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Home / Articles / Music / CD Reviews /  Flying Lotus, Dinosaur Jr.
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Flying Lotus, Dinosaur Jr.

Reviews: Until the Quiet Comes, I Bet on Sky

By City Weekly Staff
 Flying Lotus
Posted // September 26,2012 -

Flying Lotus, Until the Quiet Comes 3_5_stars.gifMusic_SF_FlyingLotus_UntiltheQuiet_120927.jpg
As the great nephew of the late jazz pianist Alice Coltrane (wife of John Coltrane), critics have always expected a certain level of avante garde when it comes to anything from Steven Ellison, better known as Flying Lotus. His impressive discography is often discussed in the same breath as his idol and predecessor, J. Dilla. So far, the comparisons have been warranted. But for the 28-year-old California native, the past few years have marked a significant leap toward his own niche in the realm of elite, post-hip-hop producers. His latest release, Until the Quiet Comes, may be his most ambitious album yet, as he ventures further from his signature space-glitch sound. In all honesty, hardcore FlyLo fans may not take to it at first dabble, simply because this release isn’t just a collection of beats—it’s, well, music. Littered with talent—Erykah Badu, Thom Yorke, Thundercat and Niki Randa, to name a few—the entire album feels as if you’re journeying through a dark, twisted fairytale with Ellison as your white rabbit. There’s a notion that perhaps Ellison has picked up where his third full-length album, 2010’s Cosmogramma, left off. But unlike Cosmogramma, there are no singular tracks that float to the top. Rather, Until the Quiet Comes feels as if it’s meant to be experienced not in small snippets, but as a wholer. Warp Records, Oct. 2 (Colin Wolf)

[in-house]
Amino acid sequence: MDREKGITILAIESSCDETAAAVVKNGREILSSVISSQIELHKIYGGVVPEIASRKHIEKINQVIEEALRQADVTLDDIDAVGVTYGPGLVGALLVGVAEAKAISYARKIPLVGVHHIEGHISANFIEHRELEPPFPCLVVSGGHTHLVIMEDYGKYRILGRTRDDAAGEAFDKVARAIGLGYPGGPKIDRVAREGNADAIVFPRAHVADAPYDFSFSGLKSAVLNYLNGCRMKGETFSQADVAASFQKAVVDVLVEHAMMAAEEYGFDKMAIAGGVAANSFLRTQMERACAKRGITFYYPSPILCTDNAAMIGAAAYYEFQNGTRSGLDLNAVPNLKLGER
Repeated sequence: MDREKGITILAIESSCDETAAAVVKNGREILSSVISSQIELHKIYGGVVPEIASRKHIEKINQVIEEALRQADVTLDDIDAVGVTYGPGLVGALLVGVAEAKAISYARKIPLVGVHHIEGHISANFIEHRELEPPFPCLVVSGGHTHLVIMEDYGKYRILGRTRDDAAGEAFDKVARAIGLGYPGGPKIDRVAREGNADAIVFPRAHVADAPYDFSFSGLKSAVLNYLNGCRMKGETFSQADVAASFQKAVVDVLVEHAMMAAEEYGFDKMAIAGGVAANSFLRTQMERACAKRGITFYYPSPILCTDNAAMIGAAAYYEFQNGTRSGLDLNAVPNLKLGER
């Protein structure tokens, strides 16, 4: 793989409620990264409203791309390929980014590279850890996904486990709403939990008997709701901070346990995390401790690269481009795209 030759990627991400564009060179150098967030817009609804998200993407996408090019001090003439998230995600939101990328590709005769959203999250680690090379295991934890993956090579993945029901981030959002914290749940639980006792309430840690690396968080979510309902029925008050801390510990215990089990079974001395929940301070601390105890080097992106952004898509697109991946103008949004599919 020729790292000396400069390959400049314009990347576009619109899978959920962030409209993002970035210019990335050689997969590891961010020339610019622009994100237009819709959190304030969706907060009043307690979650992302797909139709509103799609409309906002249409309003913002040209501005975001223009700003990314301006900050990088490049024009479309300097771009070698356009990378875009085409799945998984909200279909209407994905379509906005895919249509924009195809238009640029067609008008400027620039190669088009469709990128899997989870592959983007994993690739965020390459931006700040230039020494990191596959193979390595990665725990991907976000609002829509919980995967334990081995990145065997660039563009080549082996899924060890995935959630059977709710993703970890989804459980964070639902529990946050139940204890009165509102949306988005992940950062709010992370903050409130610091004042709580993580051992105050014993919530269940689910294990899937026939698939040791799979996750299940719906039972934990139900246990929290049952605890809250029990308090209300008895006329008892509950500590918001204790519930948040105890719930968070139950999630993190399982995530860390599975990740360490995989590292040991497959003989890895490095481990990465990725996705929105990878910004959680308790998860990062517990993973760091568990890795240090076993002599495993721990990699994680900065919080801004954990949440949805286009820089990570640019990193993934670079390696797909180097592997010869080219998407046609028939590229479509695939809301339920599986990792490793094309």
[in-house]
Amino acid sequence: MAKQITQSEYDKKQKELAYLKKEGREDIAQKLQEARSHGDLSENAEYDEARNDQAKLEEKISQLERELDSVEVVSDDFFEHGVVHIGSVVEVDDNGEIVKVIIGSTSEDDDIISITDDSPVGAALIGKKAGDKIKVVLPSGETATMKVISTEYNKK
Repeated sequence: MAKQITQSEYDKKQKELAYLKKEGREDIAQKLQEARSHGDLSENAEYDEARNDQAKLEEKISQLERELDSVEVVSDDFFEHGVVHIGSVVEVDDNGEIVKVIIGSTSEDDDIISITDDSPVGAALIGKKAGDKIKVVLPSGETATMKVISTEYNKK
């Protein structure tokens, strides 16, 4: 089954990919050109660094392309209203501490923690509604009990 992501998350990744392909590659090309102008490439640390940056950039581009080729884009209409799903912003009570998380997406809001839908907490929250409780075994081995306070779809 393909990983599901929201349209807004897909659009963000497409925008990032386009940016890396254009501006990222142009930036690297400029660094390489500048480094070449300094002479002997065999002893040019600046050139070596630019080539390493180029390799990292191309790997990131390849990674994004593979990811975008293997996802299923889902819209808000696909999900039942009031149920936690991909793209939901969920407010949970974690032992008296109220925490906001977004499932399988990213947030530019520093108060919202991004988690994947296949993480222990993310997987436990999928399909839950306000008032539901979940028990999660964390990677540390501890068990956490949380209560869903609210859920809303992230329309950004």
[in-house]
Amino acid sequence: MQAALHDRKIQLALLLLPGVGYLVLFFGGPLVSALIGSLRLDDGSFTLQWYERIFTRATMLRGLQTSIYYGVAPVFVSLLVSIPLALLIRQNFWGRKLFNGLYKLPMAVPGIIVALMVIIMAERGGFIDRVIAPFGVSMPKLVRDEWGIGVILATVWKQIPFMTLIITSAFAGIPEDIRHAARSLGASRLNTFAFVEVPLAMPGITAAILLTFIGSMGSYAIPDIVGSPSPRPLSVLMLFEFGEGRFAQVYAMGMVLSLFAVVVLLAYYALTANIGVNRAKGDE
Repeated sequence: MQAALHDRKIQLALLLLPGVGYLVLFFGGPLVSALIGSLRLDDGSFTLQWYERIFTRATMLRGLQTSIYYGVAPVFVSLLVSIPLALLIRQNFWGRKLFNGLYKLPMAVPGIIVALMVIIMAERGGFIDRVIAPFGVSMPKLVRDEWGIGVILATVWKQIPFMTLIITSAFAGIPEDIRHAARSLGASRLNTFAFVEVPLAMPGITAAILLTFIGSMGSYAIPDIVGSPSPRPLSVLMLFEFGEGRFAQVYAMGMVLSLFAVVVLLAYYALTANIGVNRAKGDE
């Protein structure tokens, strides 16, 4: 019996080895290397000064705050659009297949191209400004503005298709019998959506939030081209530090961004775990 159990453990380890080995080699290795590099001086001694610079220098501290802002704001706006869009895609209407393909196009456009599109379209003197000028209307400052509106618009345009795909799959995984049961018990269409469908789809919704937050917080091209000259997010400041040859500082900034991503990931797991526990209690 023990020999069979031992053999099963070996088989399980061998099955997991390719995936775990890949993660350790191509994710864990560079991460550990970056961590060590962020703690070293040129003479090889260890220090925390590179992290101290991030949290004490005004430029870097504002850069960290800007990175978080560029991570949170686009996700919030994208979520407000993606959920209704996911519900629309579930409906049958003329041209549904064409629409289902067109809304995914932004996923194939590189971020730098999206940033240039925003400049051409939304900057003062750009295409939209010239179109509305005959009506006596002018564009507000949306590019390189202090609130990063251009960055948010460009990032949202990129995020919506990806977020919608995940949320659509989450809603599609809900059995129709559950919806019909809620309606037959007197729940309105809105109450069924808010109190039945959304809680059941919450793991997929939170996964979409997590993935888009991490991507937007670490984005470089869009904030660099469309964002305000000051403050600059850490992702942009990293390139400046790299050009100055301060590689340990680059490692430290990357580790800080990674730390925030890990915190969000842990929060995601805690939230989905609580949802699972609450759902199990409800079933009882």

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I Bet on Sky, Dinosaur Jr.’s third album since the 2005 reunion of the original lineup (frontman/guitarist J Mascis, bassist Lou Barlow and drummer Murph) soars all over the Dino-sonic palette we’ve come to know and love. It’s a sound that can plunge into the muck and mire of a “Sludgefeast” or create so much friction on the fretboard that Mascis should be wearing a welder’s mask. “Don’t Pretend You Didn’t Know,” the opening track, is propelled by the rhythm of a rambling piano riff that doesn’t even fully emerge until the final verse. Then “Watch the Corners” leans hard into a fuzz-laden, stately two-step, la the band’s tunes from the ’90s, a time when they became popular among the grunge crowd. But this album, somehow, manages at moments to be ethereal. With more variety than almost any of their other albums, I Bet on Sky, Dinosaur Jr.’s 10th release, is a stylistic potpourri. J Mascis has been the Neil Young of indie rock—a poet of psychedelic depths of loneliness roughly sketched, more powerful because of his raw, ungainly honesty. Although I Bet on Sky is the band’s most subtle and overall quietest album in terms of decibels, the moments when they wail, they still pull out all the stops. Check out the standout track, “Pierce the Morning Rain.” Jagjaguwar, Sept. 18 (Brian Staker)

 
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